Best No Annual Fee Offers for Poor Credit (FICO Score <650)

As all those with poor credit eventually find, a low credit score equates to a high credit risk to lenders and credit card issuers. High credit risk means higher fees and interest rates, and often includes annual fees.

Even if your credit score plants you firmly in the “bad credit” category, you don’t necessarily need to resign yourself to paying an annual fee. Several options exist for obtaining credit cards without annual fees, including both unsecured and secured cards.

The main difference between unsecured and secured credit cards is, as the name implies, the “secured” part. Secured credit cards require cardholders to put down a deposit as security against defaulting on their credit card bill. Unsecured cards require no deposit but may have higher credit requirements.

Unsecured Cards

If you have poor credit and don’t want to pay an annual fee, but would rather not put down a deposit, your options are a bit limited. In fact, some of the options may require you to meet certain credit qualifications to actually avoid paying an annual fee.

Your credit score may be too low to qualify you for a no annual fee offer. In some cases, your best bet may be to pay the fee, then use the card — responsibly — for six months or so, until your credit improves and you can qualify for a better offer.

In addition to paying your balance in full every month to avoid interest fees, be sure to pay your credit card bill on time every month, as well. Not only is this good credit behavior, but you’ll also avoid paying late fees on your card payments.

Secured Cards

Secured credit cards represent less risk to an issuer than unsecured cards because the deposit ensures you won’t default on your card. This means you may have more options for obtaining a credit card that doesn’t charge an annual fee.

With secured cards, the credit limit of your card will be equal to your initial deposit. Since larger credit limits are better for your utilization rate and, thus, your credit score, it may behoove you to make a significant deposit. Your initial deposit is completely refundable.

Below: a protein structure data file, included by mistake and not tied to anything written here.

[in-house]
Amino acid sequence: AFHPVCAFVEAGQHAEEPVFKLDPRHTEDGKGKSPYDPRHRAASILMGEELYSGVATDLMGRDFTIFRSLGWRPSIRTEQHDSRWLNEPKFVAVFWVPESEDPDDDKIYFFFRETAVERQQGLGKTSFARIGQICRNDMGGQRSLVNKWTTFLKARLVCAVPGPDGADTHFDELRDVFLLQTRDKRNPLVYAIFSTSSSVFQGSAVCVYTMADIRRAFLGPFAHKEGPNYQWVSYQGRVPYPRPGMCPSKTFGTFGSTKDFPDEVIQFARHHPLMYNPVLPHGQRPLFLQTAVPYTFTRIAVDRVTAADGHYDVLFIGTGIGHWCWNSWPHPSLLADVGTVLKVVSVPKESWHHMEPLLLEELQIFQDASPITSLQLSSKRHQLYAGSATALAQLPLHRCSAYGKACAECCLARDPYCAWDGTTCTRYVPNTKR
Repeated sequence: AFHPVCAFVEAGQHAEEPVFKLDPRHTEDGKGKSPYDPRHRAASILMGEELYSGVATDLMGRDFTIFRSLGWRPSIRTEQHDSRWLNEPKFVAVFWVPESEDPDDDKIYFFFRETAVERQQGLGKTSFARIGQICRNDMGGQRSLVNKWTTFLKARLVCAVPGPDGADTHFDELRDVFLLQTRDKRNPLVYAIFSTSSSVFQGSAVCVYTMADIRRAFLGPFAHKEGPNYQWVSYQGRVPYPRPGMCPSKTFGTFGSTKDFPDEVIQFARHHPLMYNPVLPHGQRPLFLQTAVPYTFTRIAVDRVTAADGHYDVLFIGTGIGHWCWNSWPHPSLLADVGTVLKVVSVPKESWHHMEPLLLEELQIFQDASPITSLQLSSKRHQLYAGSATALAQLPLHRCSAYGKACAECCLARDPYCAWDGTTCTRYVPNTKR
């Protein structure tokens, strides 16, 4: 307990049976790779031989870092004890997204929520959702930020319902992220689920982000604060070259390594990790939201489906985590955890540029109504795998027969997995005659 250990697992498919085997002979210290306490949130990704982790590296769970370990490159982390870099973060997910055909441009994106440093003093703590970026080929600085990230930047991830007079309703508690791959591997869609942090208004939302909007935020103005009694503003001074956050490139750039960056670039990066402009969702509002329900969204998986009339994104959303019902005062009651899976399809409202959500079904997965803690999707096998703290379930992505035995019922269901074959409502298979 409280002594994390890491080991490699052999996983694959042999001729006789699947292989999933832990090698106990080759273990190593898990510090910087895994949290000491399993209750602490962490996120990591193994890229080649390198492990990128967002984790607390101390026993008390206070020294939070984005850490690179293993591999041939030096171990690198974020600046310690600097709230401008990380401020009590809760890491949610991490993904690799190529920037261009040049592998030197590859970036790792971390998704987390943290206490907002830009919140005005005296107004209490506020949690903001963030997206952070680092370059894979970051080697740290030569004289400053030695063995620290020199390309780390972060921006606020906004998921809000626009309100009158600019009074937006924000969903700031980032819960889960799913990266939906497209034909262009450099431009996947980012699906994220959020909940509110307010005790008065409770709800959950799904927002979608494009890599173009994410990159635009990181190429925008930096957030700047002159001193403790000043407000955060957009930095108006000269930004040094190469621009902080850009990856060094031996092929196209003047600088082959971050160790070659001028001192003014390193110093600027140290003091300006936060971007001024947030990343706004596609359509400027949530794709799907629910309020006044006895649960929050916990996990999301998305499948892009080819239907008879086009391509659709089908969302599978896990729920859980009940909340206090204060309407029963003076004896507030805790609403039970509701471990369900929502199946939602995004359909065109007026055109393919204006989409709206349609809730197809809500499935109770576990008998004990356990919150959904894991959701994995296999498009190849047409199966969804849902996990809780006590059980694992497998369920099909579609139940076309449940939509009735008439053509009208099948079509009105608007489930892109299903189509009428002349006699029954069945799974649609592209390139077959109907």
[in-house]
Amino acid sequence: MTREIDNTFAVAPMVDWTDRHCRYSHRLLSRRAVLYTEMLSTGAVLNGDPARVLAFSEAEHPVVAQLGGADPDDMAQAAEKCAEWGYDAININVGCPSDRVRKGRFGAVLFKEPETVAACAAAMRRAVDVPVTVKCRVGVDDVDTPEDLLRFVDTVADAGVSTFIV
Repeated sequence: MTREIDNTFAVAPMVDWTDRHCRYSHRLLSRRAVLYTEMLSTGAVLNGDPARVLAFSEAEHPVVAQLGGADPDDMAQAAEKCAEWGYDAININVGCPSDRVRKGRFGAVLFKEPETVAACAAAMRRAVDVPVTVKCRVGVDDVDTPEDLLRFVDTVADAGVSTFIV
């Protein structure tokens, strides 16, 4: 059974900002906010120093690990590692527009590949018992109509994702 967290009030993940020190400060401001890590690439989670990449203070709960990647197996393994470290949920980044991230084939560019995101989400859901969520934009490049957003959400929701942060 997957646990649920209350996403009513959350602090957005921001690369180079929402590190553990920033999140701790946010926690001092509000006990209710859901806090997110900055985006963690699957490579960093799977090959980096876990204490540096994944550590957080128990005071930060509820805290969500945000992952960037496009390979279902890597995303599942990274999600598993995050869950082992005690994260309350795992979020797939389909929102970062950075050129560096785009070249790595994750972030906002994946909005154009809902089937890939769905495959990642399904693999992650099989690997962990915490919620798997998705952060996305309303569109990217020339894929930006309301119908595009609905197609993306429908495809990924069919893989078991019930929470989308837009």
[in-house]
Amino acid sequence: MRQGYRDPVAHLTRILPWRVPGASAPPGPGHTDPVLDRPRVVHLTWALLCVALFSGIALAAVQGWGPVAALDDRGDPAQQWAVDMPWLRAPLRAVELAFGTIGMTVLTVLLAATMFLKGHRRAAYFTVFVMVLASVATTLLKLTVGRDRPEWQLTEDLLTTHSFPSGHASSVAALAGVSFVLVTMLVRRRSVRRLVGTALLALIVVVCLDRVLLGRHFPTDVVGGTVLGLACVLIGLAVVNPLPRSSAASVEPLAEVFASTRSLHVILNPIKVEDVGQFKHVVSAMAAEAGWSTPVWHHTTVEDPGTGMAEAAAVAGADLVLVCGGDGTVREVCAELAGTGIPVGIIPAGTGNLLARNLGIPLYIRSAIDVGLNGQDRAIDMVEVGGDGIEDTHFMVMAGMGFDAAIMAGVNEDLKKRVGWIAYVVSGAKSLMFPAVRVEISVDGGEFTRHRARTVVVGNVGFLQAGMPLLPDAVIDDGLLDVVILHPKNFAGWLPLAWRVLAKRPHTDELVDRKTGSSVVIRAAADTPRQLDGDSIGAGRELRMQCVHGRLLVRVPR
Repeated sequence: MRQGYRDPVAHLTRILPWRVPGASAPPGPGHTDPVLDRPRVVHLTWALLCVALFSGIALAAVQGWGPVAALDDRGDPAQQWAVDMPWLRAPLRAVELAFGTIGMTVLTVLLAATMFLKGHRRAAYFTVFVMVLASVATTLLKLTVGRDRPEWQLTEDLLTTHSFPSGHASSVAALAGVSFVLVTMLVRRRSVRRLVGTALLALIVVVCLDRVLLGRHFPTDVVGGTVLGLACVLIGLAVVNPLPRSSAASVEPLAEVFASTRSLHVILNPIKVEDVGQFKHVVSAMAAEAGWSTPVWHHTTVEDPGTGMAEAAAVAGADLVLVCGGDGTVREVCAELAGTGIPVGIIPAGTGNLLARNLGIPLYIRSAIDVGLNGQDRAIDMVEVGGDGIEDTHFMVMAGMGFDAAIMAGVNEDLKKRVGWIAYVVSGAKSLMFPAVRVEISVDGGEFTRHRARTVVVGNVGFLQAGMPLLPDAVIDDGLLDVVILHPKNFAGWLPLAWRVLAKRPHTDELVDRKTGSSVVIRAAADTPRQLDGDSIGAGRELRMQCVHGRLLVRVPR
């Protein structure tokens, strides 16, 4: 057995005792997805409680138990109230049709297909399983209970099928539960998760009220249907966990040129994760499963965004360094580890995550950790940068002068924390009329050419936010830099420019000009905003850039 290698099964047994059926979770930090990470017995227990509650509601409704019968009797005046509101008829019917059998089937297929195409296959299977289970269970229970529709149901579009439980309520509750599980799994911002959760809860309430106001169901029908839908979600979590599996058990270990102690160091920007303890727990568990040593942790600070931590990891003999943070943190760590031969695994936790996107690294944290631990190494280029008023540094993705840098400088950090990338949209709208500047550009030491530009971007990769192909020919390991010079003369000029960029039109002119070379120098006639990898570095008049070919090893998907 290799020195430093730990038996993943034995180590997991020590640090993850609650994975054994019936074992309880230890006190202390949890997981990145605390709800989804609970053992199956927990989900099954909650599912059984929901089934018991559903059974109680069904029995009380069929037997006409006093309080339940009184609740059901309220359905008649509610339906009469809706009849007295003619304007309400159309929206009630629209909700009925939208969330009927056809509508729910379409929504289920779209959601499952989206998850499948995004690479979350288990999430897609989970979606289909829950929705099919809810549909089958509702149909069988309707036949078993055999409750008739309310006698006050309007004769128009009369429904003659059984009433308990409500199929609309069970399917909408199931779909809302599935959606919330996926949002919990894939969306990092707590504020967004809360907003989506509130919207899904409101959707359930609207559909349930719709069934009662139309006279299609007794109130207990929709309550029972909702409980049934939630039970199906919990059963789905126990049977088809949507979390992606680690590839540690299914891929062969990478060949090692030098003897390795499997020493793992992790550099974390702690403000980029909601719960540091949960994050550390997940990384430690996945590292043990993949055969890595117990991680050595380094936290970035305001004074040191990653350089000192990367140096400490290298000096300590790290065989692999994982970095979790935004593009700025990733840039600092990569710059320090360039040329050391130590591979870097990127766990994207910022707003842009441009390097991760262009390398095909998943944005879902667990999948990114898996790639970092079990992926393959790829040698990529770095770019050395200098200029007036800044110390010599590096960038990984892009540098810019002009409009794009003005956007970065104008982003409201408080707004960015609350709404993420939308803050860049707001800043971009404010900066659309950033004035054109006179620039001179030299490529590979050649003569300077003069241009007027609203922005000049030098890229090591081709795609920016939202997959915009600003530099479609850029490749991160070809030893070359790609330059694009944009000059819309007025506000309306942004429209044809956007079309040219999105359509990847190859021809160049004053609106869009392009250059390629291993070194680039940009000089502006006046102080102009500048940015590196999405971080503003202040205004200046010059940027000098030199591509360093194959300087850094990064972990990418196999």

The deposit you make when opening your secured credit card is kept in a special savings account, which is inaccessible to you while your account is open. Most secured card issuers will reevaluate your credit after 12 to 18 months, and may refund your deposit and upgrade your secured card to an unsecured card automatically if your credit has improved.

Best No Annual Fee Offers for No/Limited Credit

Considered by some issuers to be almost as significant as having poor credit, having no credit, or very limited credit, can make it difficult to find a good credit card, let alone one without an annual fee. That said, options do exist for cards you can use to build your blossoming credit that won’t put an annual dent in your budget.

Business & Consumer Cards

When it comes to building your credit, whether personal or business, the most important ingredient is time. Using a credit card is a good way to help the process, but it certainly won’t happen overnight. Finding a good credit card that doesn’t charge an annual fee can help make the credit-building process a bit more affordable, especially over several years.

While your business and personal credit histories exist separately, your personal credit can influence your business credit. Be sure to use both consumer and business credit cards wisely and responsibly to build healthy credit for you and your company.

Student Cards

As notoriously ill-funded as the proverbial starving artist, the average college student likely has about as much of a credit history as they have spare cash to pay an annual fee. Thankfully, a number of issuers offer cards that don’t require a credit history or an annual fee.

While having no credit history makes you a credit risk to card issuers, having no history is still better than having a bad history, so use your credit card responsibly to avoid damaging your credit history. And remember, no annual fee doesn’t mean no fees at all, so pay your balance in full every month to avoid paying interest fees on your purchases.

Don’t Pay For What You Can Get For Free

When comparing the nearly endless stream of credit card offers out there, it can often seem as though paying fees simply goes hand-in-hand with using a credit card. Whether you’re paying annual fees, interest fees, or transfer fees, the costs of using a credit card really can add up quickly.

Fortunately, that’s not the case for all credit cards. With a little research — and a lot of responsible credit card behavior — you can enjoy the perks and rewards of a credit card without paying an arm and a leg in fees, annual or otherwise.

Editorial Note: Opinions expressed here are the author's alone, not those of any bank, credit card issuer, airline or hotel chain, and have not been reviewed, approved or otherwise endorsed by any of these entities.

About the Author

Brittney Mayer

Brittney is a Contributing Editor for Digital Brands, Inc., where she uses her extensive research background to develop comprehensive guides and in-depth company profiles for BadCredit.org and CardRates.com. Brittney specializes in translating complex ideas into readable, engaging content for B2C and B2B audiences.